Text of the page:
First Footsteps in East Africa, Or, An Exploration of Harar, Volume 2

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Tylston and Edwards, 1894 - Harar, Africa
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User Review  - amerynth - LibraryThing

Chock full of ethnographical information about the Muslims of Somalia, Richard Burton's "First Footsteps in Africa" is a great look at a white man's first forays into that area of the continent. As an ... Read full review

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II
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Page 70 - Kotias,1 and with a formidable row of empty ghee jars slung over the quarters of their vessels, elbowed themselves into a permanent position in the front tier of craft in the harbour, and by their superior capital, cunning, and influence, soon distanced all competitors.
Page 100 - ... persuade them to advance. The loss of blood causing me to feel faint, I was obliged to lie down, and as dawn approached, the craft from Aynterad was seen apparently making sail out of the harbour. With my little remaining strength I reached the spit at the head of the creek, was carried into the vessel, and persuaded the crew to arm themselves and repair to the scene of our disaster.
Page 55 - Care behind us — for twenty-four hours we did not taste water, the sun parched our brains, the mirage mocked us at every turn, and the effect was a species of monomania. As I jogged along with eyes closed against the fiery air, no image unconnected with the want suggested itself. Water ever lay before me, water lying deep in the shady well, water in streams bubbling icy from the rock, water in pellucid lakes inviting me to plunge and revel in their treasures. Now an Indian cloud was showering upon...
Page 14 - ... souls is a distinct race. The Somal say of the city that it is a Paradise inhabited by asses : certainly the exterior of the people is highly unprepossessing. Amongst the men, I did not see a handsome face : their features are coarse and debauched ; many of them squint, others have lost an eye by small-pox, and they are disfigured by scrofula and other diseases : the bad expression of their countenances justifies the proverb, " Hard as the heart of Harar." Generally the complexion is a yellowish...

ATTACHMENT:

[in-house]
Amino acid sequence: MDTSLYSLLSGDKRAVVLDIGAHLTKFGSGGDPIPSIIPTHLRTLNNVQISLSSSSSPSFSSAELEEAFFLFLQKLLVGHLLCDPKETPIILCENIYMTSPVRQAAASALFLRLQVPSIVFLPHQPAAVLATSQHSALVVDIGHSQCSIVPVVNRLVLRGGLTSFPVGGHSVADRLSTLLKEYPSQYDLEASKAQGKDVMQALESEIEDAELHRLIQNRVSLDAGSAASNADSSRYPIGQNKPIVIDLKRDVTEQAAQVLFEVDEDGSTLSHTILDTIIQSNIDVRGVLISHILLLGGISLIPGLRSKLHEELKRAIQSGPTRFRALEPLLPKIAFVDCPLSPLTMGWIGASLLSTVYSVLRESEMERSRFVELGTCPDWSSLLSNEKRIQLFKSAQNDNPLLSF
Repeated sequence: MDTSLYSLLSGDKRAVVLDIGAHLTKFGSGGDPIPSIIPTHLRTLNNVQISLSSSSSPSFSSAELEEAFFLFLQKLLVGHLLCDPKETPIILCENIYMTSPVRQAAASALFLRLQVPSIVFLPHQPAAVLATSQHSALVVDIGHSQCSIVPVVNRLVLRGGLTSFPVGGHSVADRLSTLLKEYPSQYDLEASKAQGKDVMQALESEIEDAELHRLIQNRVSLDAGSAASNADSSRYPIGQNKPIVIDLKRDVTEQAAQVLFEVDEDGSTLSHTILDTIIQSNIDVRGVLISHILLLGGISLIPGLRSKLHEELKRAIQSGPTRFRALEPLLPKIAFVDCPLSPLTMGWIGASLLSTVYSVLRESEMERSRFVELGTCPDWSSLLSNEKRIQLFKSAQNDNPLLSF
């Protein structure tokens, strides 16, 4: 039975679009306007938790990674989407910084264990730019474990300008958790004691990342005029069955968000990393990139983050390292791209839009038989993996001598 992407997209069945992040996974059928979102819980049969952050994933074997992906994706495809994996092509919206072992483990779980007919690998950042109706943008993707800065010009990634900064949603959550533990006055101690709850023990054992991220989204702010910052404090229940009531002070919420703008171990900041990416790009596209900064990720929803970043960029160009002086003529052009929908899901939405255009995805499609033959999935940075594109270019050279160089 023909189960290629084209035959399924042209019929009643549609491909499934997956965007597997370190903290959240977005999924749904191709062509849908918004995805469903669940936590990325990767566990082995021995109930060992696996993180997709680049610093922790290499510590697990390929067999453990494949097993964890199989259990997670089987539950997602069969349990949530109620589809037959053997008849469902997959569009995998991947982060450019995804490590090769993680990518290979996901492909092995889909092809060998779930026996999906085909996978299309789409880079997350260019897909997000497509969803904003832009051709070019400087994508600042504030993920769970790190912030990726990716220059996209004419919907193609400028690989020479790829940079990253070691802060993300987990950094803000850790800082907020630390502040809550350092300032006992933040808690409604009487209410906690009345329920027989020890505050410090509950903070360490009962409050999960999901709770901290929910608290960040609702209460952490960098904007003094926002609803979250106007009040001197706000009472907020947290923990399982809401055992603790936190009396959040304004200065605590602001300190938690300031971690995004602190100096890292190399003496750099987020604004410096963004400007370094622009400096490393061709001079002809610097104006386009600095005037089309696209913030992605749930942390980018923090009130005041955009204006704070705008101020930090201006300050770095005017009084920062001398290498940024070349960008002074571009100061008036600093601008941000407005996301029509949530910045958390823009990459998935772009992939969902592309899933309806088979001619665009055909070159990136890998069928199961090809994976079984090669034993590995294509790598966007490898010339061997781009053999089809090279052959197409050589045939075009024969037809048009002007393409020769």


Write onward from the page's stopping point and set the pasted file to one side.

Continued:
Page 11 - The material of the houses and defences is rough stones, the granites and sandstones of the hills, cemented, like the ancient Galla cities, with clay. The only large building is the Jami or Cathedral, a long barn of poverty-stricken appearance, with brokendown gates, and two white-washed minarets of truncated conoid shape. They were built...
Page 275 - A PERSONAL NARRATIVE OF A PILGRIMAGE TO ALMADINAH AND MECCAH." Memorial Edition. Complete: carefully revised from the Author's own Copy, and containing all the original coloured Illustrations, and Maps, and Plans, and also the Wood-cuts from the later Editions. In 2 vols. Price TWELVE SHILLINGS, net. OPINIONS OF THE PRESS. "The brilliant narrative reads as vividly as ever....We are glad to see his books revived in a form worthy of their intrinsic merit."— Athen&um.
Page 12 - Gambisa," the thatched cottages of the hill-cultivators. The city abounds in mosques, plain buildings without minarets, and in graveyards stuffed with tombs, — oblong troughs formed by long slabs planted edgeways in the ground. I need scarcely say that Harar is proud of her learning, sanctity, and holy dead. The principal saint buried in the city is Shaykh Umar Abadir El Bakri, originally from Jeddah, and now the patron of Harar : he lies under a little dome in the southern quarter of the city,...
Page 39 - Monday, and promised at all events to meet us at Wilensi. I fear that the Shaykh's counsel was on this occasion likely to be disregarded. We had been absent from our goods and chattels a whole fortnight : the people of Harar are famously fickle ; we knew not what the morrow might bring forth from the Amir's mind — in fact, all these African cities are prisons on a large scale, into which you enter by your own will, and, as the significant proverb says, you leave by another's.
Page 99 - Speke in the rear. The prospect was not agreeable. About twenty men were kneeling and crouching at the tent entrance, whilst many dusky figures stood further off, or ran about shouting the war-cry, or with shouts and blows drove away our camels. Among the enemy were many of our friends and attendants ; the coast being open to them, they naturally ran away, firing a few useless shots, and receiving a modicum of flesh-wounds.
Page 105 - April, to commit them to the deep, Lieut. Herne reading the funeral service. Then with heavy hearts we set sail for the near Arabian shore, and, after a tedious two days, carried to our friends the news of unexpected disaster. APPENDIX I. DIARY AND OBSERVATIONS MADE BY LIEUTENANT SPEKE, WHEN ATTEMPTING TO REACH THE WADY NOGAL. DIARY. ON the 28th October, 1854, Lieutenant Speke arrived at Kurayat, a small village near Las Kuray (Goree Bunder), in the country called by the Somal " Makhar," or the eastern...